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Douglass Park

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“In a composite nation like ours, as before the law, there should be no rich, no poor, no high, no low, no white, no black, but common country, common citizenship, equal rights and a common destiny.”  ‒Frederick Douglass

Frederick Douglass escaped from slavery in Maryland and used his freedom to become an abolitionist and one of the greatest speakers and writers of his time. Through his North Star newspaper and speeches across the northern states, Douglass worked tirelessly to end slavery in the United States. After the Civil War he continued to fight for the civil rights of all Americans who were denied their rights, including women and Native Americans. Despite his fiery temperament and forceful words, Douglass strongly believed in uniting everyone in fighting injustice -- "I would unite with anybody to do right and with nobody to do wrong."

Although now divided by I-35, the land for Douglass Park was the home of the Oklahoma State Fairgrounds from the 1890s to the 1950s when the fairgrounds moved to May and NW 10 and Frederick Douglass High School was built in its place. Most of the old fairgrounds buildings were removed except for the 4-H Club Building which still retains its 1932 Art Deco look and is now home to the Douglass Recreation Center. Today’s basketball court area was once a fire station and the playground area is built on the former site of buildings that showcased Oklahoma farm products.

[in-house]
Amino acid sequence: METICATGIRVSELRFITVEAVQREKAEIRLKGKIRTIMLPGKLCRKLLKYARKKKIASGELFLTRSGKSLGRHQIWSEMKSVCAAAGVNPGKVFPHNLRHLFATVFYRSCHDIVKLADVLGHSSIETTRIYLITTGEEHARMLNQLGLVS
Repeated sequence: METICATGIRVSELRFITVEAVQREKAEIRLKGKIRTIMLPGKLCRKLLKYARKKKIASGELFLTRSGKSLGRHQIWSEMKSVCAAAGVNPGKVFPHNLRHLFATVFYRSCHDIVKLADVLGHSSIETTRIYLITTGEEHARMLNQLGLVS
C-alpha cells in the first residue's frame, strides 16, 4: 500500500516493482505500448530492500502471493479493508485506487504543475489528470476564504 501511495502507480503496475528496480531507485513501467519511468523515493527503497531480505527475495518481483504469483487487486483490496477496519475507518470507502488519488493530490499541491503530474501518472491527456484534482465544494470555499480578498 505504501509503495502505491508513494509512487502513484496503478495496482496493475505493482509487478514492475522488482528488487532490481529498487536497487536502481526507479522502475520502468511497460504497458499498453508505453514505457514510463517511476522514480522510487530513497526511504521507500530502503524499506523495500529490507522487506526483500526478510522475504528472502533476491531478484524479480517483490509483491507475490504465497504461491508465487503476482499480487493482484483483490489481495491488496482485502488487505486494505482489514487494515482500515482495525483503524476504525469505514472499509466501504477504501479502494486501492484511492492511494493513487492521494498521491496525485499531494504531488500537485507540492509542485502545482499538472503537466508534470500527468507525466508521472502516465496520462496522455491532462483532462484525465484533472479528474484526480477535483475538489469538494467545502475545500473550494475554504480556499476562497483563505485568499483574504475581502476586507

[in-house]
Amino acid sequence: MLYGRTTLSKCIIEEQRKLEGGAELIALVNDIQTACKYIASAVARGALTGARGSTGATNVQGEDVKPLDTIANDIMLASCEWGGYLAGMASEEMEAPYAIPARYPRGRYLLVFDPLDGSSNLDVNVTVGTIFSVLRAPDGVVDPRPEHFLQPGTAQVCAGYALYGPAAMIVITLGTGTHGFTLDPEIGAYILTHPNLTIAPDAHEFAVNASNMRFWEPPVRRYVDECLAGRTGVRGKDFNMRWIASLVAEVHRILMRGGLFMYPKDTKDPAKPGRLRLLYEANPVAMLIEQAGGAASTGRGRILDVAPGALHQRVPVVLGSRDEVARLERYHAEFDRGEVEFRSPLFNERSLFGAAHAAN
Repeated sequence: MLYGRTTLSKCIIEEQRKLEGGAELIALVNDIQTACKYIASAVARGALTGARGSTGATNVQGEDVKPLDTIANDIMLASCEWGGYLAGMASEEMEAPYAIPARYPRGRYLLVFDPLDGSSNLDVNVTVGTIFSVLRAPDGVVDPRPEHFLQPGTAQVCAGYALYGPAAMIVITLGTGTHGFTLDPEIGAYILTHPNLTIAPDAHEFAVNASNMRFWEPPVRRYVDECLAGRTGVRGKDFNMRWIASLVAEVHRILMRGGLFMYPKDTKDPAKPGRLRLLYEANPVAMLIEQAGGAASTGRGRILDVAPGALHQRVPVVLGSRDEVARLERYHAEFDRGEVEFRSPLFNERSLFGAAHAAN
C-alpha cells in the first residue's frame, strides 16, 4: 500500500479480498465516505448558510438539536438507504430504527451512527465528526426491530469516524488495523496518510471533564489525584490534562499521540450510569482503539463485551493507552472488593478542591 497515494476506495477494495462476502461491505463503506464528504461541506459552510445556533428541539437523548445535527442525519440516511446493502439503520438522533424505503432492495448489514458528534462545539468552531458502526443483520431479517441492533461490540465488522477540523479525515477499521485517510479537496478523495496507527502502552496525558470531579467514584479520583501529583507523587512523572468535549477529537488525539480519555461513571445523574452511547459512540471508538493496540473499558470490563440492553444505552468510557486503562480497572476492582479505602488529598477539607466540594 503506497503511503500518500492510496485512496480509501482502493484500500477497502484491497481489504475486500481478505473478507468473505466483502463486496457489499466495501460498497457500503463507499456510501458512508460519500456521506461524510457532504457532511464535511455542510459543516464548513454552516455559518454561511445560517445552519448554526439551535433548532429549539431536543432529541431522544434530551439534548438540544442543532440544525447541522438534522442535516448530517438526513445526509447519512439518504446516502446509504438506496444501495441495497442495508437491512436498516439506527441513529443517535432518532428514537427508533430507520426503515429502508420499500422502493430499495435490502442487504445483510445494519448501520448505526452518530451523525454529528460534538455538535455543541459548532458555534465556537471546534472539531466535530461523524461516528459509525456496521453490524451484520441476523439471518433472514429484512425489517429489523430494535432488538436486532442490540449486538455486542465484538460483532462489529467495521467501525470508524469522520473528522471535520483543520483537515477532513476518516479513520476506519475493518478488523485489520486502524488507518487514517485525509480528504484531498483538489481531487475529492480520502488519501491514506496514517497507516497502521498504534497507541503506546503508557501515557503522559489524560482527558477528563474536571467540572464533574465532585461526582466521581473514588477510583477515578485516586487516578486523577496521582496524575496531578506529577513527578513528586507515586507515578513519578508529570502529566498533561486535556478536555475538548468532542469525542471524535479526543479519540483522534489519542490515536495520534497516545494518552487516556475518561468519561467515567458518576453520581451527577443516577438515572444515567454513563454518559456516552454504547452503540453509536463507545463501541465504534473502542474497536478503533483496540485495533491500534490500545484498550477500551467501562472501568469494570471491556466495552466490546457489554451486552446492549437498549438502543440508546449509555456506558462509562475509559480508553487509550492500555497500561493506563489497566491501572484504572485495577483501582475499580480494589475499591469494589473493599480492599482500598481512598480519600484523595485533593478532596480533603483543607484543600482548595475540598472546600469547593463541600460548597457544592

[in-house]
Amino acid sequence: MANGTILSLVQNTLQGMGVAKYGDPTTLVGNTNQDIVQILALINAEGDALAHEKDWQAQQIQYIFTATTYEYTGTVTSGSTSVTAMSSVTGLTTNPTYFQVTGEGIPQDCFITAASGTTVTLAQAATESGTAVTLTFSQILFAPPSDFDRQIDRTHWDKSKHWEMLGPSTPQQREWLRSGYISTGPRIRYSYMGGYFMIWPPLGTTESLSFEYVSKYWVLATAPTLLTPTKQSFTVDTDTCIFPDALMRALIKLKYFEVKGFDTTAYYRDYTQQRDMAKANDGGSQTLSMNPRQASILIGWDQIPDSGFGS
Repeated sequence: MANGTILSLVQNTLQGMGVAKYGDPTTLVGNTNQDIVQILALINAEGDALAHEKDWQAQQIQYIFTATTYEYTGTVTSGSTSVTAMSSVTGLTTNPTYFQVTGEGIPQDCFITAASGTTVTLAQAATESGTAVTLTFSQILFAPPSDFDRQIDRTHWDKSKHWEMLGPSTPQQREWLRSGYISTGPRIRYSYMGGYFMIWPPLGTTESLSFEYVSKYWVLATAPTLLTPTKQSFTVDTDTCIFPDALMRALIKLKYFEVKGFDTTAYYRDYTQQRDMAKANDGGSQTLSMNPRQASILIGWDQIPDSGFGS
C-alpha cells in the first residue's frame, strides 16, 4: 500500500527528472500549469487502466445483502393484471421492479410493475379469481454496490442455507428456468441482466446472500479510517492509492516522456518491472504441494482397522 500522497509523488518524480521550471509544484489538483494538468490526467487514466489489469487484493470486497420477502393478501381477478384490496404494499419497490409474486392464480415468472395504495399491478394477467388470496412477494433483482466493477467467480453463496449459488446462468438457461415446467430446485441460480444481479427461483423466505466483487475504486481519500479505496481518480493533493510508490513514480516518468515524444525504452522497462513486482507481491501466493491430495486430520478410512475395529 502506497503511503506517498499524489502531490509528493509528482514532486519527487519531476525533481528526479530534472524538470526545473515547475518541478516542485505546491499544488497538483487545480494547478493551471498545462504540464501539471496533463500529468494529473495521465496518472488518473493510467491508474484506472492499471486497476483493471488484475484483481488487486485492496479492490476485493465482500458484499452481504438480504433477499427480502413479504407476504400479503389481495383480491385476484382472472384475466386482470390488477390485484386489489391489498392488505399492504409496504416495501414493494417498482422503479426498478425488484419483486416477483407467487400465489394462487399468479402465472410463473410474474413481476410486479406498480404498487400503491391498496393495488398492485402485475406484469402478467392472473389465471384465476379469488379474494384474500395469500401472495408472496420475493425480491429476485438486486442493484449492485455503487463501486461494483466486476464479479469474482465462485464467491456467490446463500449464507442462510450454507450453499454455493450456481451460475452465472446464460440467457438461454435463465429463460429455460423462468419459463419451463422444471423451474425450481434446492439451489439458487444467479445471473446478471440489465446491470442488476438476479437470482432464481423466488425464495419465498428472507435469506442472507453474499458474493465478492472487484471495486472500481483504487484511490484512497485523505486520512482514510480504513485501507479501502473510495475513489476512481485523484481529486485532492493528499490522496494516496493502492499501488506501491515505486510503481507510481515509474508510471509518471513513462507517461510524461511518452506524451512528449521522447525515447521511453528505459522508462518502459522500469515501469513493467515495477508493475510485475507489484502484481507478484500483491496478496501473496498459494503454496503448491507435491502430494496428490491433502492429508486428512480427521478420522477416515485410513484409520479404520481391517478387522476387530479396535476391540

The eastern section of Douglass Park was once the city’s Southside Sewage Treatment Plant but is now home to football and soccer fields and even a cricket ground.